Market Recap for Friday, December 21, 2018
Growth stocks remain under significant pressure as the stock market is quickly repricing them based on bear market rules. While I believe the sudden drop in so many critical areas simultaneously told us of the impending S&P 500 breakdown and ensuing bear market, Fed Chair Jerome Powell hastened the process by essentially guaranteeing the slowdown with a hawkish tone. For those of you my age (or older), you'll probably remember that old margarine commercial tagline "it's not nice to fool Mother Nature". Well, it's not nice to fool Wall Street either. There won't be two rate hikes in 2019. There won't be any rate hikes in 2019, in my opinion. I don't know who Powell thought he was kidding. Billions and billions of dollars have been bet on a significant economic slowdown, perhaps even a recession. The Grinch, errrrrrrrr Fed Chair Powell, was in a bubble during the last FOMC meeting, cut off from reality. Well, Wall Street is now showing Mr. Powell reality.
Internet stocks ($DJUSNS, -4.29%) resumed their slide, breaking down once again as former fan favorites Facebook (FB, -6.33%) and Twitter (TWTR, -6.76%) tumbled. TWTR, in particular, illustrates the danger of a stock that's building solid momentum.....only to run into major overhead gap resistance:
Because of internet weakness, communication services (XLC, -3.27%) was the worst performing sector. But there was plenty of competition for that bottom spot as technology (XLK, -3.04%), consumer discretionary (XLY, -2.27%) and financials (XLF, -2.00%) all performed poorly.
We're beginning the final week of 2018 on the same note we ended last week. Asian markets were mostly lower overnight, as are the European markets this morning. Crude oil ($WTIC) is down another 1.5% and is now below $45 per barrel. Gold ($GOLD), the safe haven, is up $7 per ounce to $1265.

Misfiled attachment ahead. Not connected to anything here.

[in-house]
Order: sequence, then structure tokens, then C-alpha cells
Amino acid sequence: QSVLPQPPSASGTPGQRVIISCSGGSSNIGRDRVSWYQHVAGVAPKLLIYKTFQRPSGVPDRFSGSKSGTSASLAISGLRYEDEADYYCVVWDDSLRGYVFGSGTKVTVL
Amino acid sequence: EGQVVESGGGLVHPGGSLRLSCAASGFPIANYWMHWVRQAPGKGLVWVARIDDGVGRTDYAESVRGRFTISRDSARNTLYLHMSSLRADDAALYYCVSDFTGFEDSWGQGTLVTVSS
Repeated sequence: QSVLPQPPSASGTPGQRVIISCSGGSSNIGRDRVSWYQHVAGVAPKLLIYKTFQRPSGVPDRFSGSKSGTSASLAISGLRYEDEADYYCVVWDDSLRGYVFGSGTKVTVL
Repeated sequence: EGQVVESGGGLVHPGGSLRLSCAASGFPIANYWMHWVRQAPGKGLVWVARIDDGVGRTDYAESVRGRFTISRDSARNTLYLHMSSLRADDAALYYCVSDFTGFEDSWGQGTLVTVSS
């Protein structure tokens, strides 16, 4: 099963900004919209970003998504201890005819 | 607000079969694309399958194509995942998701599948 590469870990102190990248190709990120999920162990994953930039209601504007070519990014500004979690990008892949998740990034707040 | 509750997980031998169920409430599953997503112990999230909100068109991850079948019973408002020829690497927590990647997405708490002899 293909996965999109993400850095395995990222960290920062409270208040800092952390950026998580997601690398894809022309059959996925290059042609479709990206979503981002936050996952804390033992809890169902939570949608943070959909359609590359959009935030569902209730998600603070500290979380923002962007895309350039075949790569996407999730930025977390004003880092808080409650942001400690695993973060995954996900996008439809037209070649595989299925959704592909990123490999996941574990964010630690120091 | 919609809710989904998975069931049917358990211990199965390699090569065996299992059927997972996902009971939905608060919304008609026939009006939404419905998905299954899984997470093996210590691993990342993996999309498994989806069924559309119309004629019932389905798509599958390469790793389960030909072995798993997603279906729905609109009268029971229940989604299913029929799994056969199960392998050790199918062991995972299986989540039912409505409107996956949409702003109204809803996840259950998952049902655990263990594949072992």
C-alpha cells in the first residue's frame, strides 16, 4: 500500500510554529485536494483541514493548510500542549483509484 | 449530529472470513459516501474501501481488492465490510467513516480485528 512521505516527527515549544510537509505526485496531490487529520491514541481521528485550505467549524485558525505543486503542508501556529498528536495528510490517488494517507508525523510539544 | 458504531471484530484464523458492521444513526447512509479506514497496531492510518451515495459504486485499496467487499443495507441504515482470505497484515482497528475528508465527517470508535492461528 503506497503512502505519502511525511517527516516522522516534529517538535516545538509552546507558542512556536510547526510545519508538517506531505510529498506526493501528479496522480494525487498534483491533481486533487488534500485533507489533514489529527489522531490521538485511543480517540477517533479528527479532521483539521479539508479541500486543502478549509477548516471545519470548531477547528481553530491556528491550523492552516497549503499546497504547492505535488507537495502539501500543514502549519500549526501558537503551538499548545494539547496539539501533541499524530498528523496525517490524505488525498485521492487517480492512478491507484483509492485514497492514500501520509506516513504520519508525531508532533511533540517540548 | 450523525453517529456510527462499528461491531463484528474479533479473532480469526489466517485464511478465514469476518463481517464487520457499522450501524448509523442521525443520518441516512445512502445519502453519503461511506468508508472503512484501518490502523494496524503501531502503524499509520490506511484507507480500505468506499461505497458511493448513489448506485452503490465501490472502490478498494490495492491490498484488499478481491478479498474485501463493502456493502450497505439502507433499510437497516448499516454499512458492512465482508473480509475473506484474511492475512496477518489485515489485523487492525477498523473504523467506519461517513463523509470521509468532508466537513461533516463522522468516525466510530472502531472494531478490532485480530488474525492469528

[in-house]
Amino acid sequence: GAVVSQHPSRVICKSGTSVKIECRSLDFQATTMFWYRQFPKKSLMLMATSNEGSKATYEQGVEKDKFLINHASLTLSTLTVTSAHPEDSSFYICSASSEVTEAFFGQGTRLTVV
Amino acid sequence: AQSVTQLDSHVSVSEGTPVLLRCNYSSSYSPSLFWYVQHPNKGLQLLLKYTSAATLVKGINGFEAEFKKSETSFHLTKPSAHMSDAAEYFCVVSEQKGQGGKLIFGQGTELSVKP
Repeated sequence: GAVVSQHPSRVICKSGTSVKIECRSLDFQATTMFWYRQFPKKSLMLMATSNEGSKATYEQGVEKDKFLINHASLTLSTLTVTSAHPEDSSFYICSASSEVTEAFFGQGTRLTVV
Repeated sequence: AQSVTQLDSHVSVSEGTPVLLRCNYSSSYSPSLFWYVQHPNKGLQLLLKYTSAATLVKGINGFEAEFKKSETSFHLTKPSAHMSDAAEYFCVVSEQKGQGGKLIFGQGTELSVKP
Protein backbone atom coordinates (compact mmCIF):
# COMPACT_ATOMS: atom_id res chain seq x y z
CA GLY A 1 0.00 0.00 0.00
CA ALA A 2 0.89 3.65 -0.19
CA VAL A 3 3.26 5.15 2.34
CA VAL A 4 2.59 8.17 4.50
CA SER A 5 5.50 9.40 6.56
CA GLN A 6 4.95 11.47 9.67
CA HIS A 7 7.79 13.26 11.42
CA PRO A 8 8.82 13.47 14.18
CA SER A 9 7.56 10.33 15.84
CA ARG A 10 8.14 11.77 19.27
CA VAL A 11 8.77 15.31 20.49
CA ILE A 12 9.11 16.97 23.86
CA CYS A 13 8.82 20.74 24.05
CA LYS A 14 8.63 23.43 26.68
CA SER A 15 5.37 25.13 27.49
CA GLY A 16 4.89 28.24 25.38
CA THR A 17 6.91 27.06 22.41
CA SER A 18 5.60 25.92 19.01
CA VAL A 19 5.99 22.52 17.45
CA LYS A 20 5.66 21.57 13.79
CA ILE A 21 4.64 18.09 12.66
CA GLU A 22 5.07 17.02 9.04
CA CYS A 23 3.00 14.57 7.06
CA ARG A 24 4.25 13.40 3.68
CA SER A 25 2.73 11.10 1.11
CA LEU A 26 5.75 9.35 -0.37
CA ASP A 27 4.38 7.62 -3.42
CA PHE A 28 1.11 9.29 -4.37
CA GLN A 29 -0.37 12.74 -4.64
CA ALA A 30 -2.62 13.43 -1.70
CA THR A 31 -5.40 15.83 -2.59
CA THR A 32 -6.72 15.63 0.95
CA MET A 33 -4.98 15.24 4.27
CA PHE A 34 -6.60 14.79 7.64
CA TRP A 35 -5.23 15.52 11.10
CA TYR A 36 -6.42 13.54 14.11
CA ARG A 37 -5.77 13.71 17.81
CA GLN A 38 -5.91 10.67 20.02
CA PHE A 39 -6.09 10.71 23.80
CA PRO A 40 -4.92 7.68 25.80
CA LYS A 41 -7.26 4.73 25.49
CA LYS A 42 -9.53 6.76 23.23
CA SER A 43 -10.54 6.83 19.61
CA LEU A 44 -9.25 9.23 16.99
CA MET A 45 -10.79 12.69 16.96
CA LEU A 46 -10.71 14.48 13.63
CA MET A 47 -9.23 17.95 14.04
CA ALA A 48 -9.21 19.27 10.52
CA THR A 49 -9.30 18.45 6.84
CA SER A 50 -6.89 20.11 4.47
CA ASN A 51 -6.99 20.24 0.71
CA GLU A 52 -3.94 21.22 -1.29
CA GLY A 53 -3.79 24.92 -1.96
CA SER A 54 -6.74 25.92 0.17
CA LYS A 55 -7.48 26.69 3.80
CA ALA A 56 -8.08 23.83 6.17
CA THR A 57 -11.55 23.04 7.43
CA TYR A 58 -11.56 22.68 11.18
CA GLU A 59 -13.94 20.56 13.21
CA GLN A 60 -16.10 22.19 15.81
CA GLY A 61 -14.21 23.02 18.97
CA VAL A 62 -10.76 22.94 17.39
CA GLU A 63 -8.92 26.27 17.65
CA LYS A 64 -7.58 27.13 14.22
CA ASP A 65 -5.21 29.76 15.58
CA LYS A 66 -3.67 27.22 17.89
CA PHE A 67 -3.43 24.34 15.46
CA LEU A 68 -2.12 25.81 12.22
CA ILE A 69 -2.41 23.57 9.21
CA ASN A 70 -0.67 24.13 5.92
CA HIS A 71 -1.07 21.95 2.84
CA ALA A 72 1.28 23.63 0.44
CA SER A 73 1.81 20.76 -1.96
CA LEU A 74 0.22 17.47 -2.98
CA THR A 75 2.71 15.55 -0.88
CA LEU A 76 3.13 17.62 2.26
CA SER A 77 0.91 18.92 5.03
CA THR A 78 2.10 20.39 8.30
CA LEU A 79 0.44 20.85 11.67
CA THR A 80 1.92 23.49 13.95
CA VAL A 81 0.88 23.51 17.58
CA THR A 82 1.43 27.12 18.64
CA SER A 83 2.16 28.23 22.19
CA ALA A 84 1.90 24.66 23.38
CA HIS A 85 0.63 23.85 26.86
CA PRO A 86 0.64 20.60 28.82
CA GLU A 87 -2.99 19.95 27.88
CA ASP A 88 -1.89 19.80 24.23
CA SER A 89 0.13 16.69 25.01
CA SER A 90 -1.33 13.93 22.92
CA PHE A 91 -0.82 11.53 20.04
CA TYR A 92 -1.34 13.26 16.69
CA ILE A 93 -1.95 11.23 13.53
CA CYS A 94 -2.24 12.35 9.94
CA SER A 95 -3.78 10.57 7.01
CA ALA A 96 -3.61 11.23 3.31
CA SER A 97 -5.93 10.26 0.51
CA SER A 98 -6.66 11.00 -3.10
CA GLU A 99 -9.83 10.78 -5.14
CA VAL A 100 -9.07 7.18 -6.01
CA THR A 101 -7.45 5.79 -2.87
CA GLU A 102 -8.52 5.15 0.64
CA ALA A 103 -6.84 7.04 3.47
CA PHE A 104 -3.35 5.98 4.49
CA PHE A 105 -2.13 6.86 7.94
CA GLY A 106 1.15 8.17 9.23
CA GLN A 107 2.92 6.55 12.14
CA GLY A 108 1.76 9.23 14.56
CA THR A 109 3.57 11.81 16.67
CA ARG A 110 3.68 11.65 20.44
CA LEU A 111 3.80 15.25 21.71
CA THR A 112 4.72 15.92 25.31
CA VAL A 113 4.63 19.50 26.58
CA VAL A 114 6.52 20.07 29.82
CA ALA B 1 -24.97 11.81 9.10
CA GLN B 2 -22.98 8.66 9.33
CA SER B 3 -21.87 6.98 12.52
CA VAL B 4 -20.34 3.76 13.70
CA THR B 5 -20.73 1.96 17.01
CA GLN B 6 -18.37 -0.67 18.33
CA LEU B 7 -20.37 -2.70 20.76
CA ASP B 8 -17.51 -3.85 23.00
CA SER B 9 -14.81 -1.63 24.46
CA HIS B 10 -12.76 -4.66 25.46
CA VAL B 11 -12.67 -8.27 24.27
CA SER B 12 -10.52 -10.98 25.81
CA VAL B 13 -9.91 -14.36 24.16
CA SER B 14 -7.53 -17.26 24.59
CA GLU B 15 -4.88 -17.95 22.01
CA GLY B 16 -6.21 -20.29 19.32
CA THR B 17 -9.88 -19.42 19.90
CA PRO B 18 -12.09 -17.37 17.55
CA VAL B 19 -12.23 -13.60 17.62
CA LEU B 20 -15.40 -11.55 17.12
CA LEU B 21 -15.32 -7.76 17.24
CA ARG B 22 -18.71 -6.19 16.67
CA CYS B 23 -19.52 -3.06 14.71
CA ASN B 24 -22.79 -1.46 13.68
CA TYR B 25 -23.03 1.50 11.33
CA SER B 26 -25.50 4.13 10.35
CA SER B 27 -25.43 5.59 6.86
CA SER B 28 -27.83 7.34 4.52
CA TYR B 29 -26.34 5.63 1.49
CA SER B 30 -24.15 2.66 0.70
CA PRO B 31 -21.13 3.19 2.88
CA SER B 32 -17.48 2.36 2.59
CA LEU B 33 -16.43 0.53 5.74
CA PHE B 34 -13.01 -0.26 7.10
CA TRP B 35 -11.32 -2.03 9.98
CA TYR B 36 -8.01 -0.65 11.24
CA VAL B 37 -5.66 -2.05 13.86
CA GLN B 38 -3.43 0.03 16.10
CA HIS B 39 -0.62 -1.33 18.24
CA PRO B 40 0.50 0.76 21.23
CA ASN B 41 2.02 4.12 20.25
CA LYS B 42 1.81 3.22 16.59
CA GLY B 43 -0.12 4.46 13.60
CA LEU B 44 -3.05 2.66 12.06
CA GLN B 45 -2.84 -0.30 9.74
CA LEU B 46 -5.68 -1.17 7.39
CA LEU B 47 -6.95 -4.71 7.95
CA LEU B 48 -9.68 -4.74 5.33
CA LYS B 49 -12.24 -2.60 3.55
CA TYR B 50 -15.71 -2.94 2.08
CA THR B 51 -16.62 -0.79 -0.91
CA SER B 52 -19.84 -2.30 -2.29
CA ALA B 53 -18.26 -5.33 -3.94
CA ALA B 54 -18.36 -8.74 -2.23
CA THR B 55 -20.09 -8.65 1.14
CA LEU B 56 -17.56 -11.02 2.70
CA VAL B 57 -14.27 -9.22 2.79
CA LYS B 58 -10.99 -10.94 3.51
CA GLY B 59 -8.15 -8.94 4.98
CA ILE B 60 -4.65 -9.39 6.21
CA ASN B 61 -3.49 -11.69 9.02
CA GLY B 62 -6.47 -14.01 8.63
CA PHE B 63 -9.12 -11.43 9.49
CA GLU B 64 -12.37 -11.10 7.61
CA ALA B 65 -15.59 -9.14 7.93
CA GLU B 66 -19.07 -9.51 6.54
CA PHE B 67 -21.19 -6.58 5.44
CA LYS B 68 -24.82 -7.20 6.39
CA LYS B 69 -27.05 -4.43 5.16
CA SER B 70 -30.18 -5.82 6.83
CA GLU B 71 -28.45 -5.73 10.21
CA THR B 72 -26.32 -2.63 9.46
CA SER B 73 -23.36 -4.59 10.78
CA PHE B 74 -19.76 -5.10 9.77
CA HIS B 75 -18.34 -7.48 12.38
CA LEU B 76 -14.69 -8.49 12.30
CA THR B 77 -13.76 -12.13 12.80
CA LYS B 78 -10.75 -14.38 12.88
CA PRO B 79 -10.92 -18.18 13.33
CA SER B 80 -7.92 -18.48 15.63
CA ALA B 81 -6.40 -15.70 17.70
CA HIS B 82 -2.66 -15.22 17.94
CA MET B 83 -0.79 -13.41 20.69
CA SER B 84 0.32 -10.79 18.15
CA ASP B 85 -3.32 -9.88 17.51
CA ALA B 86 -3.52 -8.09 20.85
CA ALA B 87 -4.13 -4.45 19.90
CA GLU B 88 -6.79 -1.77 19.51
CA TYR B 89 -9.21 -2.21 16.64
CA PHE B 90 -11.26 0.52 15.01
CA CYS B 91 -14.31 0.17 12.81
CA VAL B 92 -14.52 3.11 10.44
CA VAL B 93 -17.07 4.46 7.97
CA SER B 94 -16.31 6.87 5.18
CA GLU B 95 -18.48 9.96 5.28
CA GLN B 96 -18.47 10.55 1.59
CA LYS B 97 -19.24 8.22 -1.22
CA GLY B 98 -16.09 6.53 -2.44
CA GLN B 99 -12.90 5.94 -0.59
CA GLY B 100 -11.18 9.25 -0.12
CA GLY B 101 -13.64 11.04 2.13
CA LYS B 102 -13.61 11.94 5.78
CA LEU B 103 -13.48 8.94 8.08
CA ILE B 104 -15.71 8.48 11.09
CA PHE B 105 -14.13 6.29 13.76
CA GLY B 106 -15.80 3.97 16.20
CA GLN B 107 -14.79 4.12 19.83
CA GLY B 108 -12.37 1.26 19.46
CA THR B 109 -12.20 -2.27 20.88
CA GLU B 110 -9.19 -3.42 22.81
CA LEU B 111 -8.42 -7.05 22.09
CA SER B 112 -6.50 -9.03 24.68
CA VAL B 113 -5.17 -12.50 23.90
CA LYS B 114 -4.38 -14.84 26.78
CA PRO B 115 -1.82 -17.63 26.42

Dow Jones futures are pointing to a lower open, down 115 points with 30 minutes left to the opening bell.
This will be a very unusual holiday season on Wall Street. The last time we entered Christmas Eve trading with a Volatility Index at or near 30 was.......never! Prior to this year, the worst December on the S&P 500 since 1950 was 2002, when our benchmark lost 6.03%. The VIX was approximately 26 on Christmas Eve that year and the S&P 500 failed to rally in the week after Christmas and before New Year's.
We don't see VIX readings in the 30s very often, but when we do, it typically leads to a significant short-term rally. Before we see that rally, however, we'll likely need to feel more pain and perhaps even a VIX in the mid- to upper-30s. If you've built up a lot of cash, there will be a serious opportunity on the long side during the next rally, but timing entry will be critical. Check out this chart:
There's one big difference between this volatility spike and the others, however. This one marks the beginning of a bear market where fear becomes the norm, not the exception. As a result, we could see a much higher VIX reading to mark the short-term bottom, possibly even in the 40s or higher.
There were plenty of weak industry groups last week to choose from in order to feature here, but I'll go with gambling stocks ($DJUSCA), which tumbled more than 13%. The group had opened December with a PPO centerline reset as price resistance was tested (red arrows), before swiftly accelerating to the downside once again, losing price support on heavy volume:
Our major indices remain under significant selling pressure as the latest bear market takes hold, but Christmas Eve is typically a strong market day. Since 1950, the S&P 500 has risen 23 times and fallen 14, producing an annualized return of +45.87%. The bullishness continues into the week after Christmas with the S&P 500 rising 31 out of 38 times on December 26th since 1950. The annualized return that day is a whopping +97.19%.
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